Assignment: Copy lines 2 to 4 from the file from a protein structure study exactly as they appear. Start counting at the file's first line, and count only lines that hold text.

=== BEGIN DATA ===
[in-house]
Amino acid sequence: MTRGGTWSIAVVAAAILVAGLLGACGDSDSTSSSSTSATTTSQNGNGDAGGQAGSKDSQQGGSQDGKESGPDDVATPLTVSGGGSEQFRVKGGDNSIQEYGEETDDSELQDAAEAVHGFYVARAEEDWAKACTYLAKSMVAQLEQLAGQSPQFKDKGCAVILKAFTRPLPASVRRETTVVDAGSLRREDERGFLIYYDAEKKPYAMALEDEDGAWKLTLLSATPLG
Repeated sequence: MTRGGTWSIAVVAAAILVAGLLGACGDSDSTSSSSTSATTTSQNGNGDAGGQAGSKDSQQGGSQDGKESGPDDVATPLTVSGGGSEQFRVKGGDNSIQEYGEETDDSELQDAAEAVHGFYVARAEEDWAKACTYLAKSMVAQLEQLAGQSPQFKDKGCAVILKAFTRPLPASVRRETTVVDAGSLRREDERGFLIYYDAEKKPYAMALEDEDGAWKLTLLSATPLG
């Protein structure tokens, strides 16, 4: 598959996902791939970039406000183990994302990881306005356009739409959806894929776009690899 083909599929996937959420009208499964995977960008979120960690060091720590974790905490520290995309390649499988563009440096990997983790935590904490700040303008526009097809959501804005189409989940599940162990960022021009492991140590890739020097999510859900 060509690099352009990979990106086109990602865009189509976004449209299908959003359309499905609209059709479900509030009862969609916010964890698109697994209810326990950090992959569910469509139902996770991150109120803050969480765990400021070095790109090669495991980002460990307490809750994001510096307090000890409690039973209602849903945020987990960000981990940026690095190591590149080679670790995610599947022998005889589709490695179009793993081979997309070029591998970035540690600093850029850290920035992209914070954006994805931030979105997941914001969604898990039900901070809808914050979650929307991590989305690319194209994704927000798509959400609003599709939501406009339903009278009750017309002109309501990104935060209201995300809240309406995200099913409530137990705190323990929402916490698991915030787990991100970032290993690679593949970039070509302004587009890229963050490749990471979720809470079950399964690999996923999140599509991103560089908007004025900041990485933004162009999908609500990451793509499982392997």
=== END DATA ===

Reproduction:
Amino acid sequence: MTRGGTWSIAVVAAAILVAGLLGACGDSDSTSSSSTSATTTSQNGNGDAGGQAGSKDSQQGGSQDGKESGPDDVATPLTVSGGGSEQFRVKGGDNSIQEYGEETDDSELQDAAEAVHGFYVARAEEDWAKACTYLAKSMVAQLEQLAGQSPQFKDKGCAVILKAFTRPLPASVRRETTVVDAGSLRREDERGFLIYYDAEKKPYAMALEDEDGAWKLTLLSATPLG
Repeated sequence: MTRGGTWSIAVVAAAILVAGLLGACGDSDSTSSSSTSATTTSQNGNGDAGGQAGSKDSQQGGSQDGKESGPDDVATPLTVSGGGSEQFRVKGGDNSIQEYGEETDDSELQDAAEAVHGFYVARAEEDWAKACTYLAKSMVAQLEQLAGQSPQFKDKGCAVILKAFTRPLPASVRRETTVVDAGSLRREDERGFLIYYDAEKKPYAMALEDEDGAWKLTLLSATPLG
């Protein structure tokens, strides 16, 4: 598959996902791939970039406000183990994302990881306005356009739409959806894929776009690899 083909599929996937959420009208499964995977960008979120960690060091720590974790905490520290995309390649499988563009440096990997983790935590904490700040303008526009097809959501804005189409989940599940162990960022021009492991140590890739020097999510859900 060509690099352009990979990106086109990602865009189509976004449209299908959003359309499905609209059709479900509030009862969609916010964890698109697994209810326990950090992959569910469509139902996770991150109120803050969480765990400021070095790109090669495991980002460990307490809750994001510096307090000890409690039973209602849903945020987990960000981990940026690095190591590149080679670790995610599947022998005889589709490695179009793993081979997309070029591998970035540690600093850029850290920035992209914070954006994805931030979105997941914001969604898990039900901070809808914050979650929307991590989305690319194209994704927000798509959400609003599709939501406009339903009278009750017309002109309501990104935060209201995300809240309406995200099913409530137990705190323990929402916490698991915030787990991100970032290993690679593949970039070509302004587009890229963050490749990471979720809470079950399964690999996923999140599509991103560089908007004025900041990485933004162009999908609500990451793509499982392997």